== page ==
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Attorney General Ends DOJ ‘Slush Fund’ Settlements

August 7, 2017

Under orders from Attorney General Jeff Sessions, Federal prosecutors are no longer allowed to force companies to make payouts to outside groups under settlement agreements with the Department of Justice.

Federal prosecutors are no longer allowed to force companies to make payouts to outside groups under settlement agreements with the Department of Justice (DOJ).

In a June 7 memo, Attorney General Jeff Sessions directed the 94 U.S. attorneys’ offices immediately to end the practice of requiring companies to donate funds to third party organizations or interest groups as part of settlement agreements with the U.S. government. Under President Barack Obama, the DOJ often required companies to donate large amounts of money to outside groups as part of these agreements. In April 2016 hearings before the U.S. House Judiciary Committee, many Republicans referred to these payments as slush funds used to pad the accounts of activist groups.

“When the federal government settles a case against a corporate wrongdoer, any settlement funds should go first to the victims and then to the American people—not to bankroll third-party special interest groups or the political friends of whoever is in power,” Sessions said in a statement accompanying his memo.

Government Funding for Activists

These agreements have been a way for the Executive Branch to support interest groups it favors while avoiding the legislative appropriation process, says Ted Frank, a senior attorney and director of the Competitive Enterprise Institute’s Center for Class Action Fairness.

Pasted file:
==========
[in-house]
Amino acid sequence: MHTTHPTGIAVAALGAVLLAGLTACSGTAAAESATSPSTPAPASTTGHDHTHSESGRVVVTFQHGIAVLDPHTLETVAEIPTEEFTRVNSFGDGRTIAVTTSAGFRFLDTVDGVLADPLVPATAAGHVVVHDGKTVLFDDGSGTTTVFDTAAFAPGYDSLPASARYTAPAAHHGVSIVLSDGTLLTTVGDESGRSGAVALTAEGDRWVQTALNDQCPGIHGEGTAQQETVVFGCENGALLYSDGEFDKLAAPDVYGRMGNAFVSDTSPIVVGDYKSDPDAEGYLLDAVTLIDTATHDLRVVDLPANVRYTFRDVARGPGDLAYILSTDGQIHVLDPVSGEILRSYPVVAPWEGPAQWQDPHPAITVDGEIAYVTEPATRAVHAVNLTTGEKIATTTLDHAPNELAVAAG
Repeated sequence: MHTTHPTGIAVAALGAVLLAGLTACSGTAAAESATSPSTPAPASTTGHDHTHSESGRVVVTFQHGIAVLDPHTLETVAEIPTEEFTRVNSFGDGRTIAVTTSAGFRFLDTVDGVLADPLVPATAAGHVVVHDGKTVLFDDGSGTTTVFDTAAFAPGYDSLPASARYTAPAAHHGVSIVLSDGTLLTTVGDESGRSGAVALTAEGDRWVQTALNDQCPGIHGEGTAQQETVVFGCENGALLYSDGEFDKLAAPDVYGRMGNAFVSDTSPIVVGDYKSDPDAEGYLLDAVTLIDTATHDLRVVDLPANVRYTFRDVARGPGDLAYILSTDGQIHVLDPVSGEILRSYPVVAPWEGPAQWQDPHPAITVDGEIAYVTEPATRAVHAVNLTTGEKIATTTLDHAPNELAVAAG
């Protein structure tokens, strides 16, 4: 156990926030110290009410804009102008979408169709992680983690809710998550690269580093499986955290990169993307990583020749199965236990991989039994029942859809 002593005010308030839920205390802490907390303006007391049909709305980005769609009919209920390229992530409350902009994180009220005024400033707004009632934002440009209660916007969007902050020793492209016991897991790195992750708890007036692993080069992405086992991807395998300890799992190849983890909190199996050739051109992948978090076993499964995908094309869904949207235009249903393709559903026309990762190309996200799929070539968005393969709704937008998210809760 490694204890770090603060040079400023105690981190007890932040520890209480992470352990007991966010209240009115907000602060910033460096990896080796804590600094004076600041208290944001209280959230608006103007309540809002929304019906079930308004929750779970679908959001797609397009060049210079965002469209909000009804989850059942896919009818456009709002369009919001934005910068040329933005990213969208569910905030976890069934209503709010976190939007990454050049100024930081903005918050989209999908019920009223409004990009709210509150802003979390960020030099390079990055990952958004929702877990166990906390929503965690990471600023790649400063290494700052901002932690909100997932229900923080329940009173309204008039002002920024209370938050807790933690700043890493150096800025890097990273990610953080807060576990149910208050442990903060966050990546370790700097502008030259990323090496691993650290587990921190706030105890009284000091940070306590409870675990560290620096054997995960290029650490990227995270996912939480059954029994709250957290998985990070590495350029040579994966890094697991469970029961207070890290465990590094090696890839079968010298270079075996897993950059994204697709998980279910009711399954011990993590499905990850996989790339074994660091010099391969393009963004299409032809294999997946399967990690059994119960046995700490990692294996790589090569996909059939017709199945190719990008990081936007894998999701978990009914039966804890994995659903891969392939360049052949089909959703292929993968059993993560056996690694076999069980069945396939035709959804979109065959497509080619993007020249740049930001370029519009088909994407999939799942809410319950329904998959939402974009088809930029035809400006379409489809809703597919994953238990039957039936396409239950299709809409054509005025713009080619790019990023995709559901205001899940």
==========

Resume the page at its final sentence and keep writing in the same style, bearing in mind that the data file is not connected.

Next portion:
“Instead of having the money go directly to the Treasury in the form of a fine, executive agencies say, ‘We’re imposing a big, giant fine on you, but you can relieve your fine with a credit for $1 per $1, or even $1 for a $2 or $3 credit, if you give money to these third-party causes or charities,’” Frank said. “These groups range from left-wing advocacy groups, as in some of the banking settlements, to completely new governmental programs which aren’t governmental programs because they are being set up through a litigation settlement rather than through appropriations.

“For example, in the Volkswagen emissions scandal, where the government has Volkswagen over a barrel and can impose a big, giant fine, they allow Volkswagen to reduce the fine by $1.5 billion if Volkswagen gives the same amount to create a program supporting the development of electric vehicles,” said Frank. “What’s interesting about this is the Obama administration repeatedly requested Congress fund this electric vehicle program, and Congress repeatedly said, ‘No, this is an industrial policy we do not want to support,’ and so the program wasn’t funded, but the DOJ got the program funded anyway as part of the settlement agreement.”

Calls for Permanent Fix

Although Frank praises Sessions’ move to restore the separation of powers to ensure programs don’t get funded unless Congress approves the outlays, he says Congress should act to make this change permanent.

“Unfortunately, there’s always the danger the next president or the next attorney general will reverse the policy and we go back to the way things were before,” Frank said. “We need a law to stop this from happening again in the future.”

In January, House Judiciary Committee Chairman Bob Goodlatte (R-VA) introduced H.R. 522, the Stop Settlement Slush Funds Act of 2017, to prohibit any federal agency from requiring third party payments from defendants as part of a settlement. It awaits action.

Kenneth Artz (kartz@heartland.org) writes from Dallas, Texas.

Author
Kenneth Artz is a news reporter for The Heartland Institute. Artz has more than 20 years’ experience in nonprofit organizations, publishing, newspaper reporting, and public policy advocacy.
kartz@heartland.org @@KennethArtz

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